As well as going away we have had day trips to London to visit the State Rooms at Buckingham Palace and London Zoo. We've met up with friends and had days to chill at home - the kids have found forgotten toys and board games.  Local days out to go blackberry picking and exploring the countryside in hidden gems we've never been to before like Rutland Water have been enjoyable for all.

Our daughter spent a week with our nieces to enjoy some girlie time.  It's the closest she's going to get to having a sister! She's now raring to start her new school next week.  Something I never envisaged myself saying a year ago. Even the early morning starts which aren't her forte don't seem to be worrying her.  I'm sure it won't be all plain sailing but it's a positive start.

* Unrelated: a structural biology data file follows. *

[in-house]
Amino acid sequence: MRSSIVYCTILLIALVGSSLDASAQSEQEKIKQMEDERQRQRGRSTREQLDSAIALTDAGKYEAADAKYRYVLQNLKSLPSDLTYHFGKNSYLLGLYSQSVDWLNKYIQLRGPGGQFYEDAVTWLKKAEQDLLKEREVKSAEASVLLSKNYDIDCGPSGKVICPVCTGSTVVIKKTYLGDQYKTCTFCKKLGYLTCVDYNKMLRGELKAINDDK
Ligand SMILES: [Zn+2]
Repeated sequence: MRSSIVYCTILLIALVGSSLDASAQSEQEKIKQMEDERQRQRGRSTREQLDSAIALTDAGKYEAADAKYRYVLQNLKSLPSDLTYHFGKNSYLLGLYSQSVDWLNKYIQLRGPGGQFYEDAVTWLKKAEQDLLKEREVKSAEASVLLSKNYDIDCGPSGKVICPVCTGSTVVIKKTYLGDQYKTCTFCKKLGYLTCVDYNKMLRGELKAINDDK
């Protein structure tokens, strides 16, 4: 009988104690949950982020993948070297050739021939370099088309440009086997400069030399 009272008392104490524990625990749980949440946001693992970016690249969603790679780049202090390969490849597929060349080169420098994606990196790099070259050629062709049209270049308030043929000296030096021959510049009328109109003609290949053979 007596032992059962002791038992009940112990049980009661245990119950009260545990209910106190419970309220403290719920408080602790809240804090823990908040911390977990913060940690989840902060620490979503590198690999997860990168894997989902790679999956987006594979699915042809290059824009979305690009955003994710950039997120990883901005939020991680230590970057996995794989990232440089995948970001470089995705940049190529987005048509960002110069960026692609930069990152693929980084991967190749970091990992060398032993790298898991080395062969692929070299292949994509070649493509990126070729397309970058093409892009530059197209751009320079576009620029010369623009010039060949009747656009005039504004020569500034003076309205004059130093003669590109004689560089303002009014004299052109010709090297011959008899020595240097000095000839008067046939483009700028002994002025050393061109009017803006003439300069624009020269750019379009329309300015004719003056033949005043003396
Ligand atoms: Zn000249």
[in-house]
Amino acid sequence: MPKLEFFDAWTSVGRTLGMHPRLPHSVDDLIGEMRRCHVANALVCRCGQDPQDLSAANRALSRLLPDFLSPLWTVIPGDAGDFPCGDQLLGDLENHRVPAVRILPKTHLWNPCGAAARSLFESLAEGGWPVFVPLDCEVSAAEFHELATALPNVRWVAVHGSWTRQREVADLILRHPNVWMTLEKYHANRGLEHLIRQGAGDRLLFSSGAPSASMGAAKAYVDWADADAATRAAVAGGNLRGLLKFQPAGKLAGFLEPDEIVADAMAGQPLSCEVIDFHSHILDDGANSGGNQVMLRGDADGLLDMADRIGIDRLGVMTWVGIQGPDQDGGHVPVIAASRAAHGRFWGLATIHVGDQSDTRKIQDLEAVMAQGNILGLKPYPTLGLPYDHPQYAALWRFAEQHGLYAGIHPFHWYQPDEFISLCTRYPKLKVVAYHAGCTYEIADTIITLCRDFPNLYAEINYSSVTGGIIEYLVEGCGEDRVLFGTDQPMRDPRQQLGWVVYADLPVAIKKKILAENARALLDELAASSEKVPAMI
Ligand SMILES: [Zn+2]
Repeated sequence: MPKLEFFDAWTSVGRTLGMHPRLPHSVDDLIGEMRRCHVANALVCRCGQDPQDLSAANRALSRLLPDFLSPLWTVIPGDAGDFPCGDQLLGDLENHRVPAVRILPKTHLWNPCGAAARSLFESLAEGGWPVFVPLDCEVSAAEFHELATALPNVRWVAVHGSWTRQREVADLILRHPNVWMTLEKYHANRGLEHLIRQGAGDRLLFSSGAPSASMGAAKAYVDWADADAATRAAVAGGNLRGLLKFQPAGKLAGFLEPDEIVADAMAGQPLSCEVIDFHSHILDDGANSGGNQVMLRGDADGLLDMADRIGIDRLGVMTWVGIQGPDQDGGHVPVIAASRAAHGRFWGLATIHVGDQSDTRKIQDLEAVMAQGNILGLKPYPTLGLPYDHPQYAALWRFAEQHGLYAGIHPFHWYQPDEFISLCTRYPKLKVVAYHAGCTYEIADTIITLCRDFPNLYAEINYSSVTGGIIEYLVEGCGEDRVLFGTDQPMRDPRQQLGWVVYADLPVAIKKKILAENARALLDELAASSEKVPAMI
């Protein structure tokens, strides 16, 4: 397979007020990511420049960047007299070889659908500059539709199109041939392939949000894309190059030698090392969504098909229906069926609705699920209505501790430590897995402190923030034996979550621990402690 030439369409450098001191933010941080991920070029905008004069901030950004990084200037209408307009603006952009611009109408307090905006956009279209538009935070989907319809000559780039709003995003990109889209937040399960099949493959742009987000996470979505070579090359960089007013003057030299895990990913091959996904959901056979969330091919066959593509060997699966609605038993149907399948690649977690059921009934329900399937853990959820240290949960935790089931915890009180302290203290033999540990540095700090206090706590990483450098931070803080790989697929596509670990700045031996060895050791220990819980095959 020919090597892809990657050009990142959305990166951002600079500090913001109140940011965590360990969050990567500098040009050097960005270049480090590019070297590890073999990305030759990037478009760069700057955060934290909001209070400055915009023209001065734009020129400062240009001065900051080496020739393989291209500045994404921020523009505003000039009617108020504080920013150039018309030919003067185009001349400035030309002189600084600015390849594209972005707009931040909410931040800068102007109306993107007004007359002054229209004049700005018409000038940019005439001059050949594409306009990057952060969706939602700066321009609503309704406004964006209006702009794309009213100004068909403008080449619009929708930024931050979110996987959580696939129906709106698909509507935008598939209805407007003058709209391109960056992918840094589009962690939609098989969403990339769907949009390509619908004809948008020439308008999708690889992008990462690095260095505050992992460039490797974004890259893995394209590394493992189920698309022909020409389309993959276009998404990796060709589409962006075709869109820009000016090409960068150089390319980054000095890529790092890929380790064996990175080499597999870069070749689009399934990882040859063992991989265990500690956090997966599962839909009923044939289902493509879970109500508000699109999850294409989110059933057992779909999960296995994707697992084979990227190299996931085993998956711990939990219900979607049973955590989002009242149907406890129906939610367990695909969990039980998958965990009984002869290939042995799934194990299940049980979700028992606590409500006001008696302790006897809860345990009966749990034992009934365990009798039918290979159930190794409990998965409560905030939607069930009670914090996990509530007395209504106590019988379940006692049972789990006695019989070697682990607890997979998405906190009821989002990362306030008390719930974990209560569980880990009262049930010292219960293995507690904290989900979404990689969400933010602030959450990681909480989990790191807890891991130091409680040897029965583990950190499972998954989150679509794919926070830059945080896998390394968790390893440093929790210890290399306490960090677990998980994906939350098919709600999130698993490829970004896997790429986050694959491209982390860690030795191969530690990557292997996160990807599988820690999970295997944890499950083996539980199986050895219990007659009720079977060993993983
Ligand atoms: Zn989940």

Our eldest son will go into Y7 and is looking forward to a year of just him at school. He's always been at school with his sister or younger brother. Now he says he can just be himself for a year and no one's brother when he's at school.  He's going to start 2 new lessons which he's excited about - Performing Arts and PE coaching.

Next week will start the final year for our youngest son at lower school.  This term we will look round what will be his middle school next year.  Fortunately he has been there many times with his sister and brother so is familiar with the building, although the transition to moving there next September is likely to be huge for him but we have a year to prepare him.

Although, this summer holidays is almost over, we are already planning next year's and have a week of glamping booked  and have just found out today we have got tickets for the World Athletics Championship in London next August.  So we are already off to a good start of fun activities to look forward to.